Fifteen years after the University of Utah made the now infamous announcement that two of its chemists had produced "cold fusion" in their lab, the U.S. Department of Energy will review a new batch of claims by other researchers.
Even though most mainstream scientists consider cold fusion literally cold as in dead cold and at least one prominent critic thinks the DOE will be wasting its time, a band of researchers who have refused to give up are delighted by the review.
Although the DOE has received no proposals for new studies or provided new funding in the controversial field, research by what James F. Decker, deputy director of DOE Office of Science, calls some "excellent scientific institutions" the past 15 years deserves a look.
His interest was apparently sparked at least in part by a story in the Wall Street Journal on research results being reported at the 10th International Conference on Cold Fusion.
U. chemists B. Stanley Pons and Martin Fleischmann, announced March 23, 1989, that they had captured the process that powers the sun in a small apparatus working at room temperature.
The hope of limitless, cheap, electrical power faded quickly, even with a $5 million appropriation from the Legislature, as scientists around the world raced with mixed outcomes to duplicate the results. Eight months later, a special DOE review panel concluded that the research was almost surely an illusion.
Some scientists had announced they could not reproduce the results. A few believed they were achieving cold fusion. Others pointed to what they considered flaws in the Utah work. Critics became increasingly vocal, with some denouncing Pons and Fleischmann's findings as "pathological science." "A group of scientists requested a meeting with the Office of Science," Decker said in an e-mail. "I met with them sometime last fall. They told me about a lot of research on cold fusion that has been done since the last review that was conducted about 15 years ago. "They presented some data and asked for a review of the scientific research that has been conducted." These were from "excellent scientific institutions and have excellent credentials," Decker wrote. "It was my personal judgment that their request for a review was reasonable." The office will pass along the material they provided, to reviewers with the expertise to evaluate it. He expects the reviewers will spend a couple of days hearing presentations, then will individually offer their opinions on the science. Brigham Young University scientist Steven F. Jones, whose own research preceded the announcement by Pons and Fleischmann, said of the new DOE review, "I think it's high time, actually," adding that "there's a lot going on" in the field.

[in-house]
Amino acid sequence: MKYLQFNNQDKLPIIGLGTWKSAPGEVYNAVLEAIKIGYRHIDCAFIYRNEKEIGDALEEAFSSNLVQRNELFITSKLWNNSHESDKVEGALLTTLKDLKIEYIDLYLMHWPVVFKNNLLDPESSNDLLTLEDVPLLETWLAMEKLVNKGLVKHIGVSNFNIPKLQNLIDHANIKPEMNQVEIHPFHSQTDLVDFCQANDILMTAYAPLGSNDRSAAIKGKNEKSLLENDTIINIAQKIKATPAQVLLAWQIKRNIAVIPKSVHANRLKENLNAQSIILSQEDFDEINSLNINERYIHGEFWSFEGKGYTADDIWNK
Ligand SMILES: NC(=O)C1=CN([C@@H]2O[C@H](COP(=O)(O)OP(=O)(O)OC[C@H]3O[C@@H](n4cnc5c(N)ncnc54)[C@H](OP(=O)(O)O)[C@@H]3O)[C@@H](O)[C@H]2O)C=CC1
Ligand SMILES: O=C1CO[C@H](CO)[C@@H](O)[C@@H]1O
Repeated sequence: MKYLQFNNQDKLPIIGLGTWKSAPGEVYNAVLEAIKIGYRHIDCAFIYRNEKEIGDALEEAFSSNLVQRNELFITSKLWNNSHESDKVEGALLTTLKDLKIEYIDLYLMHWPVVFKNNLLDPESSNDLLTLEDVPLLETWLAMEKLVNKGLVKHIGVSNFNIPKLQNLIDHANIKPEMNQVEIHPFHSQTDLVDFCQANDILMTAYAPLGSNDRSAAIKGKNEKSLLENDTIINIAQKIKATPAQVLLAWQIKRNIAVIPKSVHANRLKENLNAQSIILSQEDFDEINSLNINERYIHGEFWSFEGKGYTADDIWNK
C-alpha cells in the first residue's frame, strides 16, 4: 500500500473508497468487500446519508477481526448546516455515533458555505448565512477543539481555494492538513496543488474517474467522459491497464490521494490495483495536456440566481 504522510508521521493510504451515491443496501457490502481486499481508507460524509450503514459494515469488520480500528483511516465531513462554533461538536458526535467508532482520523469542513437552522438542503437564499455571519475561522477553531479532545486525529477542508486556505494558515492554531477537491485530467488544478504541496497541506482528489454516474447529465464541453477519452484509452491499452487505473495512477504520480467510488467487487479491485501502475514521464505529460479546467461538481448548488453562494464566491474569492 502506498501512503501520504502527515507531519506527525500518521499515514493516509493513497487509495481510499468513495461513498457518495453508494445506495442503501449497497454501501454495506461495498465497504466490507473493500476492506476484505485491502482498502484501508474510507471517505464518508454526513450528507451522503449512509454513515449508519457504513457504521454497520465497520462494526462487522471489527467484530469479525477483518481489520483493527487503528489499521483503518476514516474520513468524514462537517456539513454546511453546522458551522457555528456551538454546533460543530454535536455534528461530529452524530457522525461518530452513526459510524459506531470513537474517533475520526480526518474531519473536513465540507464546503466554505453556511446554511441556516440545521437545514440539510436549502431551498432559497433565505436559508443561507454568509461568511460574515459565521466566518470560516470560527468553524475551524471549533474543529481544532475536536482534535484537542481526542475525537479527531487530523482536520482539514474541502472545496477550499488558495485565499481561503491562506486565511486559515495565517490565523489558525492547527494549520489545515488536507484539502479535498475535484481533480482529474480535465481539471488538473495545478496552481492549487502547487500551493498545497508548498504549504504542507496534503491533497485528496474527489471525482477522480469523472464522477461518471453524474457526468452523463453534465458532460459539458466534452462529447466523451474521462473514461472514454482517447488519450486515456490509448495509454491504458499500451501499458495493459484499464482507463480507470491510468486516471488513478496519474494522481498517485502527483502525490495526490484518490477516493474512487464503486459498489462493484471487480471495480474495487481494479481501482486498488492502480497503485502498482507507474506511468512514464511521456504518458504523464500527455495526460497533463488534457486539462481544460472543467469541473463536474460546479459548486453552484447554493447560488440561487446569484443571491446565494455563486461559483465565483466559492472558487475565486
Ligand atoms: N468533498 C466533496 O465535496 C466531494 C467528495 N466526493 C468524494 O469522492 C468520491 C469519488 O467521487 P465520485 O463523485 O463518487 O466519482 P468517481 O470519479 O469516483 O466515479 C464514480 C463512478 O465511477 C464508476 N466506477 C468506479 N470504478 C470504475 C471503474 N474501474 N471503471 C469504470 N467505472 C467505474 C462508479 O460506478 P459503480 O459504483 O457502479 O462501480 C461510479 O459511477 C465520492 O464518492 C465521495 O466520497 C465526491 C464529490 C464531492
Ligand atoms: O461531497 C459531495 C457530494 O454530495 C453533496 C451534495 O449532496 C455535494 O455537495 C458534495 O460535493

Jones, a professor of physics and astronomy, never claimed impressive energy outputs in his own studies. He has been looking into unusual findings. He was the lead speaker at the conference last August in Cambridge, Mass., where new findings were announced.
He said he wants to make a clear distinction, and always has, "between the nuclear work which we pioneered" and the claims of excess heat production. "I think those are the two camps, and those camps persist to this day, actually," he said. "I'm a bit disappointed that the physics community has by and large overlooked this work and denigrated it," Jones said. But some physicists expressed interest in the field, he added.